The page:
Police Investigating a landscaper accused of trying to poison dogs

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O’Connell and his dog Terry

Police in Charlestown, Massachusetts are investigating a landscaper who neighbors say has been poisoning hot dogs to keep dogs off the lawn of the Brick Layers and Allied Craftsmen Union.

Ryan O’Connell was walking his dog, a boxer-basset hound mix named Terry, by the Brick Layers and Allied Craftsmen Union six months ago when the dog lunged onto the grass. When O’Connell pulled Terry back he saw and yanked green pieces of hot dog out of his mouth. Terry was sick for days after the incident. He couldn’t control his urinating and was throwing up everywhere.

This past Sunday, O’Connell was taking another stroll through his neighborhood when he spotted a man outside the same building. The man had a five-gallon bucket that was filled of chopped-up hot dogs in what looked like antifreeze. “I saw him with the hot dogs and they were marinating in a green liquid,” O’Connell said. “I asked him if he was poisoning the dogs and he said the ones that weren’t staying off the lawn.”

O’Connell took Terry home and returned to the building to pick up a few of the poisoned hot dogs to bring to the police. O’Connell isn’t the only one whose dog has been poisoned, as word spread about the investigation others came forward. One of the neighbors, Marcia Cunha, whose dog Big Boy became ill from the hotdogs, also pointed out that there is a lot of foot traffic in that area of the neighborhood and a lot of children. A child easily could’ve picked one of the hot dogs up and become sick.

The lawn has several signs warning neighbors to keep dogs off the grass. While neighbors like Marcia Cunha don’t blame the landscaper for being angry at dogs going to the bathroom on the lawn, trying to kill the dogs is taking it too far. Erin Gove, a veterinarian in the area, warned that death by antifreeze is very painful. “It puts them into kidney failure,” Gove said. “Any amount really is kind of dangerous.” Gove also pointed out that antifreeze tastes very sweet and therefore animals are attracted to it.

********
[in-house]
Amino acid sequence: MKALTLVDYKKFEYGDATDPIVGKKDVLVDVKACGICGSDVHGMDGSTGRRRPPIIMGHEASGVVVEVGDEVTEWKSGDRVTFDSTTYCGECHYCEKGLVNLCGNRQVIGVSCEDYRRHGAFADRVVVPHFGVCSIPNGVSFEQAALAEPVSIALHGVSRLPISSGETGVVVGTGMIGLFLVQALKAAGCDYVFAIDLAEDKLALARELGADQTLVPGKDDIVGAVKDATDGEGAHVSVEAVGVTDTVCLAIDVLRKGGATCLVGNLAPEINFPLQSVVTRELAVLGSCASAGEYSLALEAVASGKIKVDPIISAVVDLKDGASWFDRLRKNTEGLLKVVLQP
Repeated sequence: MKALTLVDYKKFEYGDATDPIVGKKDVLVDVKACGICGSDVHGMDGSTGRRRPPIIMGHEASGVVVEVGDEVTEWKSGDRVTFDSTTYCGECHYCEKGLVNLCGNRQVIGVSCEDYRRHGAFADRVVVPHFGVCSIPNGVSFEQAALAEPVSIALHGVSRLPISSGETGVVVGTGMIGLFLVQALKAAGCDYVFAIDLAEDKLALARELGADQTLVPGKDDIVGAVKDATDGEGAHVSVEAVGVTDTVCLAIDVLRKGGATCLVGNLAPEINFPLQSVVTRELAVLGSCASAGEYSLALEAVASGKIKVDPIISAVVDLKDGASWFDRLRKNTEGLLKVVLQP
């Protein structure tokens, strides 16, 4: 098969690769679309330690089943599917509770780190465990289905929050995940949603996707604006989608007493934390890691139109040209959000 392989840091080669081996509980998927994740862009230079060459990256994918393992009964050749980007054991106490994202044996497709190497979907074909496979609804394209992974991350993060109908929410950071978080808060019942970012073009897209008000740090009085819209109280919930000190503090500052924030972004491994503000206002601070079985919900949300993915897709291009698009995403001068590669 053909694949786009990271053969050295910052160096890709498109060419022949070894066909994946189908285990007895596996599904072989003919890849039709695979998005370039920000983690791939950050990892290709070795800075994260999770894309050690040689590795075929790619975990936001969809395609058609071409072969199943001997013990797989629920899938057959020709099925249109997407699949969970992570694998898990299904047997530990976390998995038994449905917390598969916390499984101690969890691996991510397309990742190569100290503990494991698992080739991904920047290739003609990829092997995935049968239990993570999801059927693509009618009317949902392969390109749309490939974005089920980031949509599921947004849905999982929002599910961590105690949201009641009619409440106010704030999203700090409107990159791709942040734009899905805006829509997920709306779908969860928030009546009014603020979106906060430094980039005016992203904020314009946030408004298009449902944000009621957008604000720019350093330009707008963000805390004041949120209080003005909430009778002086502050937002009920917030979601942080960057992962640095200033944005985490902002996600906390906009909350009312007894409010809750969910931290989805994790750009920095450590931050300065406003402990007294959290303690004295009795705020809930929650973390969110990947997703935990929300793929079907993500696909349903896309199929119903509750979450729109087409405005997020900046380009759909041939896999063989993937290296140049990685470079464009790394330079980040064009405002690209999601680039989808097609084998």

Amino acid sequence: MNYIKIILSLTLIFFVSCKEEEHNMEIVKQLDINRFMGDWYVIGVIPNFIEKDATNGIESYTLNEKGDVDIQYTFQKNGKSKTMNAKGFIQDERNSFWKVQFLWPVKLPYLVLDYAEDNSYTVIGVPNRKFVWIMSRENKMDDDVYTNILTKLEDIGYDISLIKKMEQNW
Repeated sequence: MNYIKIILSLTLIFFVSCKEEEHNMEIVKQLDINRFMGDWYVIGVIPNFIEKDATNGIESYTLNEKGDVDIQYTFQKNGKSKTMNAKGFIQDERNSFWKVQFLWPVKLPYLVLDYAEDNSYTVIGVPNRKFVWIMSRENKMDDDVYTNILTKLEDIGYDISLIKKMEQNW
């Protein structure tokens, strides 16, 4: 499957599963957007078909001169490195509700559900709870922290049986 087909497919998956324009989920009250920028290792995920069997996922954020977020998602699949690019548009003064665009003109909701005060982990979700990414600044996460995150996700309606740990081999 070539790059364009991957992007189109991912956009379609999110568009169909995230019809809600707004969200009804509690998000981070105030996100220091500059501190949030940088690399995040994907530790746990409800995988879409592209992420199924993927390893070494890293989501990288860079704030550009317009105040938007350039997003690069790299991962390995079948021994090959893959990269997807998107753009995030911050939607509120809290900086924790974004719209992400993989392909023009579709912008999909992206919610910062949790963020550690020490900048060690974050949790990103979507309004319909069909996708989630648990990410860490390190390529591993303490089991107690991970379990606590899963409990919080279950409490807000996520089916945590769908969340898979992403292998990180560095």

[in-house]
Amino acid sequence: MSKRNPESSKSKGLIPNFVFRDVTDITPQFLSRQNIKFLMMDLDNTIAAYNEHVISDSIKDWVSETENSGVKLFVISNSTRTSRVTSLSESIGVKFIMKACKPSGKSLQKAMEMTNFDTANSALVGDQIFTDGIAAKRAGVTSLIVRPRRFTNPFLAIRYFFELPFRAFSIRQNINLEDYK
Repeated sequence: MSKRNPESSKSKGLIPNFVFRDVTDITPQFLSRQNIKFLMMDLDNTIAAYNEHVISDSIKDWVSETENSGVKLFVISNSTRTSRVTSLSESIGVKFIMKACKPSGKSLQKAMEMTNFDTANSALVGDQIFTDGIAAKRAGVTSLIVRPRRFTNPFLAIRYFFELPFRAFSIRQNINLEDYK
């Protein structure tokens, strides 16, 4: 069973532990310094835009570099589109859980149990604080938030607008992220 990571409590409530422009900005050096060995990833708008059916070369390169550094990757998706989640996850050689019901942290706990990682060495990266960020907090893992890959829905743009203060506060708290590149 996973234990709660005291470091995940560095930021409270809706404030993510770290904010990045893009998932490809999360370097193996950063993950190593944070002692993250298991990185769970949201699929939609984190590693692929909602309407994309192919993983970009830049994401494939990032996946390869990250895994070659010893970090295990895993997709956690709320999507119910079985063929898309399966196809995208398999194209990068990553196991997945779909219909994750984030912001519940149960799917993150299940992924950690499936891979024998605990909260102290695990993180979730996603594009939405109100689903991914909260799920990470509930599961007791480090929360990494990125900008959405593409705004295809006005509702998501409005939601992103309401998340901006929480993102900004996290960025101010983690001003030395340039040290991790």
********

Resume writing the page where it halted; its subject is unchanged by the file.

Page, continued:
Police are investigating the situation. For many neighbors, like O’Connell, they just want to make sure their dogs are safe. “I just don’t want any other dogs to get hurt. Obviously he should be punished in some way but as long as the action stops and no other dogs get sick,” O’Connell said.


7 thoughts on “Police Investigating a landscaper accused of trying to poison dogs”

    • The Brick Layers and Allied Craftsmen Union ought to be required to put up a fence to protect local citizens from it’s more insane helpers!

  1. Since both the scent of hot dogs and the scent of antifreeze ATTRACTS dogs, the owner is clearly not actually trying to keep the dogs off the lawn. This is a deliberate and malicious attempt to attract dogs to the poisoned bait and deliver a painful death. If it was only about keeping the dogs off the lawn, the man would put up a fence. Instead, he leaves out poisoned bait to deliberately attract dogs – oh, and cats, and birds, other animals and children. What does that tell you about what kind of person he is?

  2. I see most of us here responding to this story are animal lovers. We are all extremely angry at the moron who is killing dogs by baiting them to come into the Brick Layers and Allied Craftsmen Union lawn. We’ve pretty much said what sort of treatment this jerk deserves but what can we do do get tough laws on the books in our own communities to properly punish people who go out of their way to maim or sadistically kill animals? There has to be a way to organize our feelings and let our local governmental officials know we will not tolerate such behavior!

    • Agrred. Most (all?) cruelty to animals charges are misdemeanors punishable by up to one year in jail and a fine somewhere below $4000. With ‘good time’ a one year sentence will be about 90 days, if that. Remember it’s up to one year.

      Fine these a–holes, $25,000. and they’ll change their behavior purdy quik.


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